Scripture asserts its authority against such paganism and thus requires a theology of the state to guide our beliefs and actions. Psalm 2 proclaims to the nations a command to submit themselves to God's law or face his wrath and judgment. The state that would claim authority and lordship over any sphere of life must be challenged with the claims of Scripture proclaiming the sole Sovereignty of Christ.
Religion and the State
The so-called problem of church and state is akin to the so-called problem of free will. Both require the problem to be correctly identified and formulated in order to be answered correctly and sufficiently. Unfortunately, "Church and State" is a term that obscures rather than elucidates the discussion of the problem, for the current "state" is no more a unity than the current "church," although the rising assertion of influence over local branches of civil government by the U.S. Supreme Court is approaching something of a unified state authority. Rushdoony quotes from John F. Wilson's book, Church and State in American History, to elucidate the problem more clearly, and he narrows Wilson's six phases of the problem into three:
1. The colonial period's policy of establishment, where a single church (or in some cases more than one denomination) was established and financially supported by the state.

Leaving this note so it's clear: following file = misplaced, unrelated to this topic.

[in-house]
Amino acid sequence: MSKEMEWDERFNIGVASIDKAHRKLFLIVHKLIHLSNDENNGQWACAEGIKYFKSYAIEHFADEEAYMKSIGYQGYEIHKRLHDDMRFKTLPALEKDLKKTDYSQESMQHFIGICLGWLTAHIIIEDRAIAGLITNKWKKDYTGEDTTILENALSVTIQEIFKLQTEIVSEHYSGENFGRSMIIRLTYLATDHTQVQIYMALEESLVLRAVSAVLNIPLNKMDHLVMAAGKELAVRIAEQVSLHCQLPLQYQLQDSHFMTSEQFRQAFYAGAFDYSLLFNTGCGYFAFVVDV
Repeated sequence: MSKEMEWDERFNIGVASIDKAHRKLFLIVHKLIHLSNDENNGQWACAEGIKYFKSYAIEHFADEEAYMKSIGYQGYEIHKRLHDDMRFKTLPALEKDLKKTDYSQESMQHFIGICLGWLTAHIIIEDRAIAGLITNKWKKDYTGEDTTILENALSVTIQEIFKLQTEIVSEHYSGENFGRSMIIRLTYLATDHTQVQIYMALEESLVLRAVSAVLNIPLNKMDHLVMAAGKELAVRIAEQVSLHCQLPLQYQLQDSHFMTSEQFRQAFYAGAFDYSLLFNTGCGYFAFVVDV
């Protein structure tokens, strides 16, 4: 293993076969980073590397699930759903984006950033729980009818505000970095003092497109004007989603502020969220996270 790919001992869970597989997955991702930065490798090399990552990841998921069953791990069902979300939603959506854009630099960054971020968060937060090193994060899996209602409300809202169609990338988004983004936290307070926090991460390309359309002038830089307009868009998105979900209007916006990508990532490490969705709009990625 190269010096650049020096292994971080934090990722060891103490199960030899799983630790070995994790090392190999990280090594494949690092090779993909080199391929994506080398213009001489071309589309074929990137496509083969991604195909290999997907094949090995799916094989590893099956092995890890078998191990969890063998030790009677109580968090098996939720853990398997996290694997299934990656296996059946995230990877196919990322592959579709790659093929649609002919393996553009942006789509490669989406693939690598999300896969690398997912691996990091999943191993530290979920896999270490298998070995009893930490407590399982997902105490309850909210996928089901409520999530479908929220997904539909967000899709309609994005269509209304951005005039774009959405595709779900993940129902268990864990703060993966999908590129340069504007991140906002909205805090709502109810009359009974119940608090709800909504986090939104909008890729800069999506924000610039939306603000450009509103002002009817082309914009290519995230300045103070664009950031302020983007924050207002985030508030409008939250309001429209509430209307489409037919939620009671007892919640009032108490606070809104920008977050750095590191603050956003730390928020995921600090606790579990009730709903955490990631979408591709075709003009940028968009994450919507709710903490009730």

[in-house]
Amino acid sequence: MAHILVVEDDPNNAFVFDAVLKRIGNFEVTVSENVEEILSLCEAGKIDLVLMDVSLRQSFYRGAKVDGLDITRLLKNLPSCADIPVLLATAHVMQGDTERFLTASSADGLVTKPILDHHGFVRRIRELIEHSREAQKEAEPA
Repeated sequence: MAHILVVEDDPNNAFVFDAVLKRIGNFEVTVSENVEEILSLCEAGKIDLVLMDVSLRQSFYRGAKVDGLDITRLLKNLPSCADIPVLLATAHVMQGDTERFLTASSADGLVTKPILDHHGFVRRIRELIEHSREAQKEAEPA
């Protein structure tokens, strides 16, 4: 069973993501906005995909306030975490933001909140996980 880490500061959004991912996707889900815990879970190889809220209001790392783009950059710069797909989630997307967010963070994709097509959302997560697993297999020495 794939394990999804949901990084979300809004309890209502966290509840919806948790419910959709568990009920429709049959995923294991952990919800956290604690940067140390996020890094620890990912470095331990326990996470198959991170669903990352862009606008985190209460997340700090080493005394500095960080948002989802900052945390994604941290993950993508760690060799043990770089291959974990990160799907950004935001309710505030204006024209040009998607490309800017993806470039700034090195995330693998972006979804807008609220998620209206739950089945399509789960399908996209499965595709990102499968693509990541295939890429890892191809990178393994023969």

2. The colonial period's policy of disestablishment, where particular denominations were divested of state establishment and support and Christianity was established as a religion over an against any particular ecclesiastical establishment.
3. The post WWI rapid development of the post Civil War trend, which insisted on the neutrality of the state towards religion while maintaining religious liberty for churches.
Despite this historical discussion of the phases, Rushdoony finds it lacking in its attention to the basic issue, which he finds as far back as the medieval period, where the "Church-State" tension is identifiable apart from the traditional formulation expressed by Wilson.